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Stress convergence, Ansys

  1. Dec 25, 2013 #1

    I am trying to model a simple plane stress problem using Ansys. I am using Ansys 14.0.
    The problem is a simple square plate, with out a corner, and with a hexagon hole around the midle. The boundary conditions consist of a constant pressure on the top side, and full constrain on the bottom.

    In order to study the convergence, I listed the maximum displacements and stress on the entire domain. I realized that the displacements converged fairly good. However none of the stresses, namely [itex]\sigma_{x}[/itex], [itex]\sigma_{y}[/itex] and [itex]\sigma_{xy}[/itex], converge. You can see on the attached image, how bad the situation is. I don't know exactly why is this happening.
    On the attached image I have ploted the converge study for the [itex]\sigma_{x}[/itex] stress only. Note that on the last mesh, I used a mesh 5 times finer that the previous one. Also, the last meshes are highly dense. In fact the 5th mesh from the bottom already corresponds to 50 elements on the right side.


    The thickness is around 0.01 [m].
    I used plane182 elements, with element behaviour selected as plane stress with thickness.

    Any help is appreciated,

    Attached Files:

  2. jcsd
  3. Dec 26, 2013 #2
    Just guessing here, but what is the radius on the corners of the hexagonal hole? Can you plot the results up to where you stop the analysis (or it stopped itself), and see where it's diverging?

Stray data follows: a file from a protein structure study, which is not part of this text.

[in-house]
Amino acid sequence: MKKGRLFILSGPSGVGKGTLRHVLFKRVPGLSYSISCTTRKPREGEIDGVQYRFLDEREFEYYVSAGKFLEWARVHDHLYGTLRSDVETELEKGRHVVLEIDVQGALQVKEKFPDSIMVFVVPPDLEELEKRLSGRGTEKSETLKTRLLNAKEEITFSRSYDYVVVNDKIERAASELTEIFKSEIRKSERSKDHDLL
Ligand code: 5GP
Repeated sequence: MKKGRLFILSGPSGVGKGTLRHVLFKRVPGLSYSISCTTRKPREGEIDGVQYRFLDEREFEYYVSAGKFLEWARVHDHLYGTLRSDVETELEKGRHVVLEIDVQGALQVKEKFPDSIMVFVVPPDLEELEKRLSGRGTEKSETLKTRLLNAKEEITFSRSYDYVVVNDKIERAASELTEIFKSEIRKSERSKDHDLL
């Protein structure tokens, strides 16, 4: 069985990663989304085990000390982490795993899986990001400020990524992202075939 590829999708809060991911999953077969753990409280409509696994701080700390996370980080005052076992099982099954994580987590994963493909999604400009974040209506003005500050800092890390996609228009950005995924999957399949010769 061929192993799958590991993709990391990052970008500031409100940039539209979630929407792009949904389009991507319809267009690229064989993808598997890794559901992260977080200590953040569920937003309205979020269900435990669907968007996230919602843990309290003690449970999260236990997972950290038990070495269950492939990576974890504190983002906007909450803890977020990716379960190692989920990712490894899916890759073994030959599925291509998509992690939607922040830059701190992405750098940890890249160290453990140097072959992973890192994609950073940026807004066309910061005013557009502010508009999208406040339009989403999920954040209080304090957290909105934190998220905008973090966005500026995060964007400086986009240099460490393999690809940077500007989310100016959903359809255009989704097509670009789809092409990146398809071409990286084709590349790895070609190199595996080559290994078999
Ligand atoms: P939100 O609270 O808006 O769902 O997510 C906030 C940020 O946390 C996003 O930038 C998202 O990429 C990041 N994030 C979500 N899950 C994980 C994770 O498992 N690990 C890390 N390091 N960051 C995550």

4. Dec 26, 2013 #3
    The radius is 0.008[m]. It is a regular hexagon.

    The analysis runs all the way. And pretty fast too.(except for the last mesh)
  5. Dec 26, 2013 #4


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    Dawin means the fillet radii at the 6 corners of your hexagon. In your picture, it looks as if the hexagon is 6 straight lines meeting at angles of 120 degrees.

    If that is the case, the stresses won't "converge", because the mathematical solution says the stress is infinite at the sharp corners.

    Of course in real life, the corners are not perfectly sharp, most structural materials (e.g. metals or plastics) will yield in a small region at the corner, and for metals the material is not probably not even isotropic at length scales of the same order as the grain size.

    The way to deal with all that "in real life" is find the stress levels around the hole ignoring the local stress concentrations, and then apply a stress concentration factor from a book like http://www.amazon.co.uk/Petersons-Stress-Concentration-Factors-Walter/dp/0470048247
  6. Mar 16, 2014 #5
    Forgot to thank you at the time. Your answer was helpful.
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